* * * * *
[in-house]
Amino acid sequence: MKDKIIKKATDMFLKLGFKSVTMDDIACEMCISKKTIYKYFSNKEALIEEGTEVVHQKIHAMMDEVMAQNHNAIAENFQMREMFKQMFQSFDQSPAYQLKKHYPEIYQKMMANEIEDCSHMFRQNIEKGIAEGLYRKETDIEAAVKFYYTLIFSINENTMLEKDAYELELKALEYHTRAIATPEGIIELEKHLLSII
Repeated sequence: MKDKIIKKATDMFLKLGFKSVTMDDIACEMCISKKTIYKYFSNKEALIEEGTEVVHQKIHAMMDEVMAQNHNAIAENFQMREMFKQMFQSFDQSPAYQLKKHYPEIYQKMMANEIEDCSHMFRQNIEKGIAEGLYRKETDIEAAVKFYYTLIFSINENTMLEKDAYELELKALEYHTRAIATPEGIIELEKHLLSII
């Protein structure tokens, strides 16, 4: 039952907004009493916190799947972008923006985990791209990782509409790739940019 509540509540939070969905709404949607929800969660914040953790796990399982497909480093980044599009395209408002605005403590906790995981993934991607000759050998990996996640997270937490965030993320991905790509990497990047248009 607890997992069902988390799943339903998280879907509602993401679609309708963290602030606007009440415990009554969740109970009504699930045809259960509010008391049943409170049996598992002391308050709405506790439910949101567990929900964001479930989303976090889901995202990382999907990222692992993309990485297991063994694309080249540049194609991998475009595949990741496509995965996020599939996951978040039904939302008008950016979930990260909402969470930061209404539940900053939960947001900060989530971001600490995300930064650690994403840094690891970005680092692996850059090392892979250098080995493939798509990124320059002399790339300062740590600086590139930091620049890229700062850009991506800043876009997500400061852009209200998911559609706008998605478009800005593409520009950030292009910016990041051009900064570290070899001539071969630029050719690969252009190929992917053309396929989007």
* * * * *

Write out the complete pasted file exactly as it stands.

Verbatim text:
[in-house]
Amino acid sequence: MKDKIIKKATDMFLKLGFKSVTMDDIACEMCISKKTIYKYFSNKEALIEEGTEVVHQKIHAMMDEVMAQNHNAIAENFQMREMFKQMFQSFDQSPAYQLKKHYPEIYQKMMANEIEDCSHMFRQNIEKGIAEGLYRKETDIEAAVKFYYTLIFSINENTMLEKDAYELELKALEYHTRAIATPEGIIELEKHLLSII
Repeated sequence: MKDKIIKKATDMFLKLGFKSVTMDDIACEMCISKKTIYKYFSNKEALIEEGTEVVHQKIHAMMDEVMAQNHNAIAENFQMREMFKQMFQSFDQSPAYQLKKHYPEIYQKMMANEIEDCSHMFRQNIEKGIAEGLYRKETDIEAAVKFYYTLIFSINENTMLEKDAYELELKALEYHTRAIATPEGIIELEKHLLSII
């Protein structure tokens, strides 16, 4: 039952907004009493916190799947972008923006985990791209990782509409790739940019 509540509540939070969905709404949607929800969660914040953790796990399982497909480093980044599009395209408002605005403590906790995981993934991607000759050998990996996640997270937490965030993320991905790509990497990047248009 607890997992069902988390799943339903998280879907509602993401679609309708963290602030606007009440415990009554969740109970009504699930045809259960509010008391049943409170049996598992002391308050709405506790439910949101567990929900964001479930989303976090889901995202990382999907990222692992993309990485297991063994694309080249540049194609991998475009595949990741496509995965996020599939996951978040039904939302008008950016979930990260909402969470930061209404539940900053939960947001900060989530971001600490995300930064650690994403840094690891970005680092692996850059090392892979250098080995493939798509990124320059002399790339300062740590600086590139930091620049890229700062850009991506800043876009997500400061852009209200998911559609706008998605478009800005593409520009950030292009910016990041051009900064570290070899001539071969630029050719690969252009190929992917053309396929989007």